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strain: namely, that after the Spirit of God is given, it remains and rests with ourselves whether we avail ourselves of it or not. "If ye through the Spirit do mortify the deeds of the body, ye shall live," ver. 13. It is through the Spirit that we are enabled to mortify the deeds of the body. But still, whether we mortify them or not, is our act; because it is made a subject of precept and exhortation to mortify them. Health is God's gift; but what use we will make of it, is our choice. Bodily strength is God's gift; but what advantage it shall be to us, depends upon ourselves. Even so, the higher gift of the Spirit remains a gift, the value of which will be exceedingly great, will be little, will be none, will be even an increase of guilt and condemnation, according as it is applied and obeyed, or neglected and withstood. The fourth chapter of Ephe sians, ver. 30, is a warning voice upon the subject: "Grieve not the Holy Spirit of God:" therefore He may be grieved: being given, He may be rejected; rejected, He may be withdrawn. Archdeacon Paley.
Eternal SPIRIT! we confess
And sing the wonders of thy grace;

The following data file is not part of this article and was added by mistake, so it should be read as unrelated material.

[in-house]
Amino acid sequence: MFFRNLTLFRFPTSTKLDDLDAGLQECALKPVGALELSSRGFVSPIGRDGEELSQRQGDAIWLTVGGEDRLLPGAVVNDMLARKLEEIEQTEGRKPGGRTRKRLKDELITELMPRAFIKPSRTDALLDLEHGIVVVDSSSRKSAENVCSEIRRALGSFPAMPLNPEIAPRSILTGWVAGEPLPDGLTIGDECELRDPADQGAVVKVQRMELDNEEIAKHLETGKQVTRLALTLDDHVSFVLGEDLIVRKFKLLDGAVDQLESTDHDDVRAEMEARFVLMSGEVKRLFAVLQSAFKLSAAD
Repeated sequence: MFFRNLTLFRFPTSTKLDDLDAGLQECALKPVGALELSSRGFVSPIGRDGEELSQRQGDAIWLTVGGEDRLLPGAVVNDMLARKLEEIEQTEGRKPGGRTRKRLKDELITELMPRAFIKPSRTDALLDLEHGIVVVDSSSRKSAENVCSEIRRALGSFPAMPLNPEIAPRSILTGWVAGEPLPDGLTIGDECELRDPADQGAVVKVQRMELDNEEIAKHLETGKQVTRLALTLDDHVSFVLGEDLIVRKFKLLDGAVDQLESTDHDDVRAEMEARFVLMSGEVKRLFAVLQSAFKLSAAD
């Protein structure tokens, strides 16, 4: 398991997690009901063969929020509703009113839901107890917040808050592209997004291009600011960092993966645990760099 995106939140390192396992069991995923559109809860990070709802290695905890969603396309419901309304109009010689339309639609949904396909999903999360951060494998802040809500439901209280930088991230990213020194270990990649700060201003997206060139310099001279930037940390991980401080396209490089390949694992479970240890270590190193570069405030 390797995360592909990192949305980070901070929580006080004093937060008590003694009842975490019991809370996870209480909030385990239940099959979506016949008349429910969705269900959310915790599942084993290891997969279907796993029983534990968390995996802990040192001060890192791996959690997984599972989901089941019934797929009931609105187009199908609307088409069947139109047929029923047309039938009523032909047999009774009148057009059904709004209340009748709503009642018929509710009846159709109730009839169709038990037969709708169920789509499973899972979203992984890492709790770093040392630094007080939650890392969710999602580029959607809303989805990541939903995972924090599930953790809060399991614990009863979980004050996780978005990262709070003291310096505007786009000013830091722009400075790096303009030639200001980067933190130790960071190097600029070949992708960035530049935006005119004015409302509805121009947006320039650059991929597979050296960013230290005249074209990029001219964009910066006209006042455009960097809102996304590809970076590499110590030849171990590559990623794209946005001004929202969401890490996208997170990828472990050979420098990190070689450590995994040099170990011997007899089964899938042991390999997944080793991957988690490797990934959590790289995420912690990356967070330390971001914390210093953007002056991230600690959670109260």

The Gospel is designed to be the channel through which the Divine Spirit conveys his enlightening influences to the minds of God's elect people; and having, in the preceding article, contemplated the operations of the Holy Spirit, we will now direct our attention to the Gospel, as the usual means by which men are brought from "the kingdom of darkness into the kingdom of God's dear
The original commission, given by our adorable Redeemer to the first publishers of the Gospel, is recorded with great precision by the Evangelist, as follows:
These twelve Jesus sent forth, and commanded them, saying, Go
not into the way of the Gentiles, and into any city of the Samaritans enter ye not,
go rather to the lost sheep of the house of Israel.
And as ye go, preach, saying, The kingdom of heaven is at hand.
Heal the sick, cleanse the lepers, raise the dead, cast out devils: freely ye have received, freely give.
Provide neither gold, nor silver, nor brass in your purses;
Nor scrip for your journey, neither two coats, neither shoes, nor yet staves: for the workman is worthy of his meat,
And into whatsoever city or town ye shall enter, enquire who in it is worthy; and there abide till ye go thence.
And when ye come to an house, salute it:
And if the house be worthy, let your peace come upon it but if it be not worthy, let your peace return to you.
And whosoever shall not receive you, nor hear your words; when ye depart out of that house or city, shake off the dust of your
Verily I say unto you, It shall be more tolerable for the land of Sodom and Gomorrha, in the day of judgment, than for that city. Behold, I send you forth as sheep in the midst of wolves: be ye therefore wise as serpents, and harmless as doves.
But beware of men: for they will scourge you in their syna
And ye shall be brought before governors and kings for my sake, for a testimony against them and the Gentiles.
But when they shall deliver you up, take no thought how or shall speak: for it shall be given you in that same hour
what ye shall speak.
not ye that speak, but the Spirit of your Father which speaketh in you.